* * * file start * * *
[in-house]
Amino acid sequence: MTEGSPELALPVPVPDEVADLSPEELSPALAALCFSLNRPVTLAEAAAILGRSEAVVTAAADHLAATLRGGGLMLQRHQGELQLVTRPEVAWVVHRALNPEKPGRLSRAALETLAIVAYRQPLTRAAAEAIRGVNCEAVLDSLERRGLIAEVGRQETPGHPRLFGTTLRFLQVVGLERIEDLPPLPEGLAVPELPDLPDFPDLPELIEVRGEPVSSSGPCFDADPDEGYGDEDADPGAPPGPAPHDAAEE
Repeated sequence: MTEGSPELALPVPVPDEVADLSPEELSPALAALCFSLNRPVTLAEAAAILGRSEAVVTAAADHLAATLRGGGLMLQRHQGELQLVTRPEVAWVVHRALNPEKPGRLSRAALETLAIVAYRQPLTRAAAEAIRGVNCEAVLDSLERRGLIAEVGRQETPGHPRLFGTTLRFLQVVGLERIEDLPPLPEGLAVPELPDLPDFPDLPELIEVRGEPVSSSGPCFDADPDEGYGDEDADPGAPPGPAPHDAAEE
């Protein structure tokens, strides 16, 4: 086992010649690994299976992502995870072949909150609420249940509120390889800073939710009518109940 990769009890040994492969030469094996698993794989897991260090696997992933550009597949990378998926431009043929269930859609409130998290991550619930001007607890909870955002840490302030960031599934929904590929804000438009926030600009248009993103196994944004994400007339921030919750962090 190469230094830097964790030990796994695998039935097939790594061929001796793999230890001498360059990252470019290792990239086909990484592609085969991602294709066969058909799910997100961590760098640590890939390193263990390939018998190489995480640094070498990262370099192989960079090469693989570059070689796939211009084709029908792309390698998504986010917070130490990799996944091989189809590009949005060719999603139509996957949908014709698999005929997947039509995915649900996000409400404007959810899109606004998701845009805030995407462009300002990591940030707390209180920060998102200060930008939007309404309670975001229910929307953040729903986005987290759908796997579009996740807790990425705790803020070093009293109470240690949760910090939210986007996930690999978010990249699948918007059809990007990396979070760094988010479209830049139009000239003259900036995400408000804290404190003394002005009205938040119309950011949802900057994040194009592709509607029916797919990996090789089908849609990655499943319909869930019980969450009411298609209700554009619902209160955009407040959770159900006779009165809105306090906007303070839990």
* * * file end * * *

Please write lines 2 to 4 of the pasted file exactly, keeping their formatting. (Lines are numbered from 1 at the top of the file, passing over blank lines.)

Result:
Amino acid sequence: MTEGSPELALPVPVPDEVADLSPEELSPALAALCFSLNRPVTLAEAAAILGRSEAVVTAAADHLAATLRGGGLMLQRHQGELQLVTRPEVAWVVHRALNPEKPGRLSRAALETLAIVAYRQPLTRAAAEAIRGVNCEAVLDSLERRGLIAEVGRQETPGHPRLFGTTLRFLQVVGLERIEDLPPLPEGLAVPELPDLPDFPDLPELIEVRGEPVSSSGPCFDADPDEGYGDEDADPGAPPGPAPHDAAEE
Repeated sequence: MTEGSPELALPVPVPDEVADLSPEELSPALAALCFSLNRPVTLAEAAAILGRSEAVVTAAADHLAATLRGGGLMLQRHQGELQLVTRPEVAWVVHRALNPEKPGRLSRAALETLAIVAYRQPLTRAAAEAIRGVNCEAVLDSLERRGLIAEVGRQETPGHPRLFGTTLRFLQVVGLERIEDLPPLPEGLAVPELPDLPDFPDLPELIEVRGEPVSSSGPCFDADPDEGYGDEDADPGAPPGPAPHDAAEE
């Protein structure tokens, strides 16, 4: 086992010649690994299976992502995870072949909150609420249940509120390889800073939710009518109940 990769009890040994492969030469094996698993794989897991260090696997992933550009597949990378998926431009043929269930859609409130998290991550619930001007607890909870955002840490302030960031599934929904590929804000438009926030600009248009993103196994944004994400007339921030919750962090 190469230094830097964790030990796994695998039935097939790594061929001796793999230890001498360059990252470019290792990239086909990484592609085969991602294709066969058909799910997100961590760098640590890939390193263990390939018998190489995480640094070498990262370099192989960079090469693989570059070689796939211009084709029908792309390698998504986010917070130490990799996944091989189809590009949005060719999603139509996957949908014709698999005929997947039509995915649900996000409400404007959810899109606004998701845009805030995407462009300002990591940030707390209180920060998102200060930008939007309404309670975001229910929307953040729903986005987290759908796997579009996740807790990425705790803020070093009293109470240690949760910090939210986007996930690999978010990249699948918007059809990007990396979070760094988010479209830049139009000239003259900036995400408000804290404190003394002005009205938040119309950011949802900057994040194009592709509607029916797919990996090789089908849609990655499943319909869930019980969450009411298609209700554009619902209160955009407040959770159900006779009165809105306090906007303070839990």